Not too long ago, I went out to lunch with a friend of mine.  We got on the topic of this year’s Mo*Con and I mentioned how many homeless people and homosexuals go to my church.  The question came up “how do you deal with them?”  So we had a conversation and I was all prepared to write a blog talking about how there was something about the tenor of the word “them” that troubled me.  I have known this man most of my life.  He’s a good man, a godly man, but the use of “them” struck me wrong.  But before I could get my pious on, something occurred to me:  I had just “Other”-ed two groups of people in the church.

I’m sure that if I took a careful look at my heart, there was more than a little pride at work.  “Look at me, I’m so spiritual, blah, blah, blah.”  The other thing at work, in that way ideas and –isms can, there was some homophobia at work also.  I realized what troubled me about “them”:  I’ve been the “them” or “those people.”  There are times when I engage in conversations and I swap out the topic of choice and replace it with “black people” to see how it plays to my ear.  Bigotry gets quickly revealed.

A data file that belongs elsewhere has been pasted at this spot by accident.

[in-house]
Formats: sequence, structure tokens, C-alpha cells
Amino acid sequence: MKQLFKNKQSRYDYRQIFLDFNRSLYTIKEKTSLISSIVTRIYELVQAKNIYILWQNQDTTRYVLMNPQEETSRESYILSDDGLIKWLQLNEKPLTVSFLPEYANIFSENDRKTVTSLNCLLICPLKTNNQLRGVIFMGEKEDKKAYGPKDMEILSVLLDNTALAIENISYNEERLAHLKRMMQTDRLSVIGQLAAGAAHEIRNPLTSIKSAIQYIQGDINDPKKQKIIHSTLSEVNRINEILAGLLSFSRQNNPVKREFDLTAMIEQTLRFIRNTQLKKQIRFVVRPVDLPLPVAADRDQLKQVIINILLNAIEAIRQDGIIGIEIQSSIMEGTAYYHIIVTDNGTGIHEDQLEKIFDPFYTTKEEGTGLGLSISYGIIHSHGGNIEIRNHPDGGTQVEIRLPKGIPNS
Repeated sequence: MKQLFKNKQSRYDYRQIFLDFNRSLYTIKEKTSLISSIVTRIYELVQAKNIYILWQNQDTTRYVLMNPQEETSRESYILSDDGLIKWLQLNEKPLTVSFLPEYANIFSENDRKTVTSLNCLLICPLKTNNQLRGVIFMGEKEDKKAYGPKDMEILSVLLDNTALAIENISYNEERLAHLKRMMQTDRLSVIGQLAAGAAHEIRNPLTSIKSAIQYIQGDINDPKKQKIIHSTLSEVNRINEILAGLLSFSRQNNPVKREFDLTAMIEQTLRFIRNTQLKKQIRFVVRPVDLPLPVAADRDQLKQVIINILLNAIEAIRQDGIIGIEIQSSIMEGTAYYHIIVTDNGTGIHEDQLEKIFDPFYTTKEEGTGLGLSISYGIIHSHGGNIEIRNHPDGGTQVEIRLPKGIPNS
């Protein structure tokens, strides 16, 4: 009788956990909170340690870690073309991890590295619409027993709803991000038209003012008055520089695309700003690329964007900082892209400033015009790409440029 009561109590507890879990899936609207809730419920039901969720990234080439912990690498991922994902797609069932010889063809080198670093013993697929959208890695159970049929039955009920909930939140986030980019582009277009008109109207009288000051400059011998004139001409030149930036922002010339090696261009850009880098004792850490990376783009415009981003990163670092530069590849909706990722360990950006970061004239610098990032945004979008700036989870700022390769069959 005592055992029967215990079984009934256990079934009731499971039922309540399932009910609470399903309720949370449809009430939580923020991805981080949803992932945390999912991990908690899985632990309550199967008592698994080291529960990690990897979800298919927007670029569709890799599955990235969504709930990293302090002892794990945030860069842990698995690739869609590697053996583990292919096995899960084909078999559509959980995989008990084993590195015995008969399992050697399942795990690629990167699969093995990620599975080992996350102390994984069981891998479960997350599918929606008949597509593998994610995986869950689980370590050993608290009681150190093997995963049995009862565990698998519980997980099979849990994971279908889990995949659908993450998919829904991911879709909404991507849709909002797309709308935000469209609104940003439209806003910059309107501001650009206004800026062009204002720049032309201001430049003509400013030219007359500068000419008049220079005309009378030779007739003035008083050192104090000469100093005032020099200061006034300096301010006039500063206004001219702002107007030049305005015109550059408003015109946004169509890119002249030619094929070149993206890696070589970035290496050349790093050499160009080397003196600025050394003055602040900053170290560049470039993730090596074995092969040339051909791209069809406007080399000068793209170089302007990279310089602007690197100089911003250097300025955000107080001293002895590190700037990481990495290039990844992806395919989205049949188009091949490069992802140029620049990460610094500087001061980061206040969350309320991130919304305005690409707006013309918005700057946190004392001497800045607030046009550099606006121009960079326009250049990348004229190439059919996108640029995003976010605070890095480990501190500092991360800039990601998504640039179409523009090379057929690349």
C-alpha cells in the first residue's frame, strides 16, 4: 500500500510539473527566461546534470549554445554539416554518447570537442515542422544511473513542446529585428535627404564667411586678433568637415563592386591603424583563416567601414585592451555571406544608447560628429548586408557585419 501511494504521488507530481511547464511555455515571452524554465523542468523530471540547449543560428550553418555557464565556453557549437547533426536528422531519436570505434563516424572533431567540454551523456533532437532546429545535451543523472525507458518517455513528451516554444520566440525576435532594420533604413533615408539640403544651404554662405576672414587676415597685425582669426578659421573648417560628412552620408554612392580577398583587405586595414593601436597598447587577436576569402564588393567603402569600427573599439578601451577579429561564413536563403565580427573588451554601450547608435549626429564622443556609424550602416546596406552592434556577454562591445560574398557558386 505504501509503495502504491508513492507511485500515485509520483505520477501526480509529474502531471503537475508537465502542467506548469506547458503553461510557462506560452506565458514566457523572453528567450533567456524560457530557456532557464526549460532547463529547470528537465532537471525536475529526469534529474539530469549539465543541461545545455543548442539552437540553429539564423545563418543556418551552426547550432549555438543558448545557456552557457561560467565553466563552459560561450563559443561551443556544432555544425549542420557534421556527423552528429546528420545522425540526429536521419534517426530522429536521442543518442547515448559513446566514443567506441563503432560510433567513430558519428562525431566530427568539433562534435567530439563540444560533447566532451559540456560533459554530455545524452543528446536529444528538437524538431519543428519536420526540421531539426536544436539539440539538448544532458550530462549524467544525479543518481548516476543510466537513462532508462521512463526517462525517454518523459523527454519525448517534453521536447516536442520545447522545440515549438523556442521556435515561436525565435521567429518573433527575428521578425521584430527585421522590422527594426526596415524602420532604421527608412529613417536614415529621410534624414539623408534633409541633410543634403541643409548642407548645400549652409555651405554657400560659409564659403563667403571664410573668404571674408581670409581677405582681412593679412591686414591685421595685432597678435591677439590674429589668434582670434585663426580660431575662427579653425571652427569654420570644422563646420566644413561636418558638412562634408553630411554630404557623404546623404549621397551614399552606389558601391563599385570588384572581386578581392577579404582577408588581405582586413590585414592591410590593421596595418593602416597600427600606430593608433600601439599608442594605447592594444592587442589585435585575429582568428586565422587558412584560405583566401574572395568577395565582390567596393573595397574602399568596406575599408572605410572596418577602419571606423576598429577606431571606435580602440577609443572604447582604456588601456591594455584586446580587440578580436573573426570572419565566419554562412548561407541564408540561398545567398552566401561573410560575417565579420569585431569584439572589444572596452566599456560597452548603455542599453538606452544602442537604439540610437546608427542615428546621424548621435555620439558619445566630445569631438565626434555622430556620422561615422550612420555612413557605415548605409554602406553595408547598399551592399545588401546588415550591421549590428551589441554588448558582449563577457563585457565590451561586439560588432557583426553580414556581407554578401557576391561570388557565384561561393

At what point do we have to cop to our own sin of homophobia.

There are a lot of things I struggle with in my religion and how my faith is practiced, a lot of things I wrestle with reconciling.  There’s a lot about my religion I frankly don’t get.  Like how a religion who at its core defines its people by their love ends up leaving so many ground up and devastated in its wake.  I know bigotry when I see it.  I recognized hate justified by God/the Bible when I see it.  Behind the “them”s and the “super sin” categorization and the “hating the sin” I see denigration, bigotry, and fear.  I see harmful actions and wounding.  I see an inherent, if often unspoken, disgust and condemnation.  I wonder if we wrestle with the sin of homophobia, of hating and discriminating against “the other” and confess it, much less repent of it.